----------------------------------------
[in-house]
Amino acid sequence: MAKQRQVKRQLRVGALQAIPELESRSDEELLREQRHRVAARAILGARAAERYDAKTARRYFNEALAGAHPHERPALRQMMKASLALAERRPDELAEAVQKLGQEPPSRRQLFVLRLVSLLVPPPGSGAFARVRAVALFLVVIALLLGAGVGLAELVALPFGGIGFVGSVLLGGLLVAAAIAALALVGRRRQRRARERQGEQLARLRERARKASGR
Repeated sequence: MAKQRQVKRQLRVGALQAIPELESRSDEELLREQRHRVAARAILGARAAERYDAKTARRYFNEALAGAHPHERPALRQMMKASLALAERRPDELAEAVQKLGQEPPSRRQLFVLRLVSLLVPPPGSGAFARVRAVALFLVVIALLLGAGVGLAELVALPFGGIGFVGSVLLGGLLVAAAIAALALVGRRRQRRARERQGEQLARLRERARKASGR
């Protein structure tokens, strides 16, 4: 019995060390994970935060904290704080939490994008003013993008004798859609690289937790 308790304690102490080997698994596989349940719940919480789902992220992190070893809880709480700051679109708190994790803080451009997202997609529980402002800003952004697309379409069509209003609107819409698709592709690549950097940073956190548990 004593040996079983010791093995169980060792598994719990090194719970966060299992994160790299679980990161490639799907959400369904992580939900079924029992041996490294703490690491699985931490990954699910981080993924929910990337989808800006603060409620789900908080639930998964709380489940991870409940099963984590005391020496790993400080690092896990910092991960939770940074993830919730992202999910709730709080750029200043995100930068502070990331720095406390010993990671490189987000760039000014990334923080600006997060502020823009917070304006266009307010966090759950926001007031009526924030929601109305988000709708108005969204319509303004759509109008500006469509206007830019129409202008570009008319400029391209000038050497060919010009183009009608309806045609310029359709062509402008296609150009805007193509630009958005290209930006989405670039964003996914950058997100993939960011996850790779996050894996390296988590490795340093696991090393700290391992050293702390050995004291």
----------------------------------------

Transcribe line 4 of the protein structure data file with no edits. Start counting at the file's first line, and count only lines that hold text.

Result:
């Protein structure tokens, strides 16, 4: 019995060390994970935060904290704080939490994008003013993008004798859609690289937790 308790304690102490080997698994596989349940719940919480789902992220992190070893809880709480700051679109708190994790803080451009997202997609529980402002800003952004697309379409069509209003609107819409698709592709690549950097940073956190548990 004593040996079983010791093995169980060792598994719990090194719970966060299992994160790299679980990161490639799907959400369904992580939900079924029992041996490294703490690491699985931490990954699910981080993924929910990337989808800006603060409620789900908080639930998964709380489940991870409940099963984590005391020496790993400080690092896990910092991960939770940074993830919730992202999910709730709080750029200043995100930068502070990331720095406390010993990671490189987000760039000014990334923080600006997060502020823009917070304006266009307010966090759950926001007031009526924030929601109305988000709708108005969204319509303004759509109008500006469509206007830019129409202008570009008319400029391209000038050497060919010009183009009608309806045609310029359709062509402008296609150009805007193509630009958005290209930006989405670039964003996914950058997100993939960011996850790779996050894996390296988590490795340093696991090393700290391992050293702390050995004291």